Shop online? Internet retailers have a tax advantage Congress must end
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In recent years, internet sales have grown by nearly 15 percent per year, compared to 4 percent per year for brick-and-mortar retail sales. Although e-commerce represents less than 9 percent of total retail sales, this shift in where we shop is eroding states’ sales tax base. Under the Supreme Court’s 1992 decision in Quill Corp. v. North Dakota, sellers without a physical presence in a state cannot be required to collect and remit that state’s sales tax. As a result, online sellers have an artificial competitive advantage over local brick-and-mortar sellers, who must collect sales tax from their customers. Congress needs to end this unfair tax advantage.

The good news is that the Quill decision left room for Congress to intervene and a number of lawmakers in both parties are looking to make a change. Both the Senate’s Marketplace Fairness Act and the House’s Remote Transactions Parity Act authorize states to require tax collection by online and other out-of-state sellers. Before exercising this authority, states would have to simplify their sales tax system and provide out-of-state sellers with free tax software and a centralized filing and audit process. These bills would take a big step toward leveling the playing field.

Contrary to some conservative critics’ claims, these bills would not undermine healthy tax competition among states or empower states to tax outside their borders. The bills wouldn’t create a new tax. They would merely allow an existing tax to be effectively enforced. Buyers are supposed to pay the sales tax when an out-of-state seller doesn’t collect it, but very few of them do so. Requiring sellers to collect the tax would simply enable states to exercise their undisputed right to tax their residents’ purchases.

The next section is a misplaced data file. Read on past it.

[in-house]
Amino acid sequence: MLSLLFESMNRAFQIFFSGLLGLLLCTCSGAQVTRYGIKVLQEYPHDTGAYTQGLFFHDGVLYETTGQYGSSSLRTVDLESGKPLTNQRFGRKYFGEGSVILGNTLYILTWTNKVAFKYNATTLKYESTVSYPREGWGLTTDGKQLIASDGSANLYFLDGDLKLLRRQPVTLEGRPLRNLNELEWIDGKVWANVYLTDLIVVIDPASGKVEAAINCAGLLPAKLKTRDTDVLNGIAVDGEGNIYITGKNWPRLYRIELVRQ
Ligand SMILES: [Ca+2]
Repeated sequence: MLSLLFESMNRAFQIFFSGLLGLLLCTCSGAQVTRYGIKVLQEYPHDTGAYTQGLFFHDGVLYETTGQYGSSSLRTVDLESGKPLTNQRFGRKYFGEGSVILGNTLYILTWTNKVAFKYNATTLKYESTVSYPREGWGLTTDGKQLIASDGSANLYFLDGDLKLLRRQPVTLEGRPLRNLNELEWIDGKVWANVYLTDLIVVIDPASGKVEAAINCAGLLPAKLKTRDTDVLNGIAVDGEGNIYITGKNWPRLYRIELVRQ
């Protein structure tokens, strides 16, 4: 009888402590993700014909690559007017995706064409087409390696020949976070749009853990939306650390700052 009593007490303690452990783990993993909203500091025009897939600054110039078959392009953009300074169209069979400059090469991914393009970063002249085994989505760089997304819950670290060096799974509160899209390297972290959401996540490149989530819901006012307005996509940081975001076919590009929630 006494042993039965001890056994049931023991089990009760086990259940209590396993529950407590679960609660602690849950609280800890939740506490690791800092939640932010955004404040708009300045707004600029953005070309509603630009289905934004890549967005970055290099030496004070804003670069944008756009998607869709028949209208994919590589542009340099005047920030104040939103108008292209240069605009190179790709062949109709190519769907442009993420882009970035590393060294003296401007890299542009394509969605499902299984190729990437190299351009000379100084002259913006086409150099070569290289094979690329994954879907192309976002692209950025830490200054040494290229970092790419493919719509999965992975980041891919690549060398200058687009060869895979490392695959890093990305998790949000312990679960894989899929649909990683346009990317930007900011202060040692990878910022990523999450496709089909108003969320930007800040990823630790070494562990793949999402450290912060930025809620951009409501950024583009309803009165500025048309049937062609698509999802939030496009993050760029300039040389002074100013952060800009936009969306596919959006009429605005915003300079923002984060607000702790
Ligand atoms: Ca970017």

Moreover, a narrower tax base is not a smart way to limit the growth of government. Instead, the economic distortions of taxation should be reduced by moving to a broader tax base and lower tax rates. And in our view, it’s better for states to tax consumption, as sales taxes ideally try to do, than to discourage saving and investment by taxing income.


Unfortunately, the Senate bill doesn’t go far enough. Out of an exaggerated concern about compliance burdens on small sellers, it would permanently exempt from sales tax collection any online business with nationwide sales below $1 million. Such broad protections are unnecessary. Compliance will not be costless, but, with current technology, it should not be unmanageable.

If a carve-out for home-based sellers is included, $10,000 would be a more sensible cutoff than $1 million. Many small sellers use the electronic platform of a large e-commerce site, such as Amazon or eBay, which can handle the tax compliance on behalf of the sellers. Other relatively small sellers should be able to comply with the help of the free software. Moreover, the benefits of a more level playing field surely outweigh the costs associated with requiring more sellers to collect taxes.

The House bill is closer to the mark. It would grant a three-year grace period before small sellers selling from their own websites would have to collect sales tax, but would allow no grace period for those selling on electronic platforms. To promote tax neutrality, Congress should end Quill’s unfair tax advantage for online sellers, both large and small.

Consistent with conservatives’ federalist agenda, restoring states’ rightful tax authority would reduce their reliance on federal funds and empower them to finance their own agendas. And, such a move might facilitate more pro-growth state tax policy by limiting states’ need to raise revenues from income taxes.

Alex Bill is a research fellow at the American Enterprise Institute.

Alan Viard is a resident scholar at the American Enterprise Institute.

The views expressed by contributors are their own and are not the views of The Hill.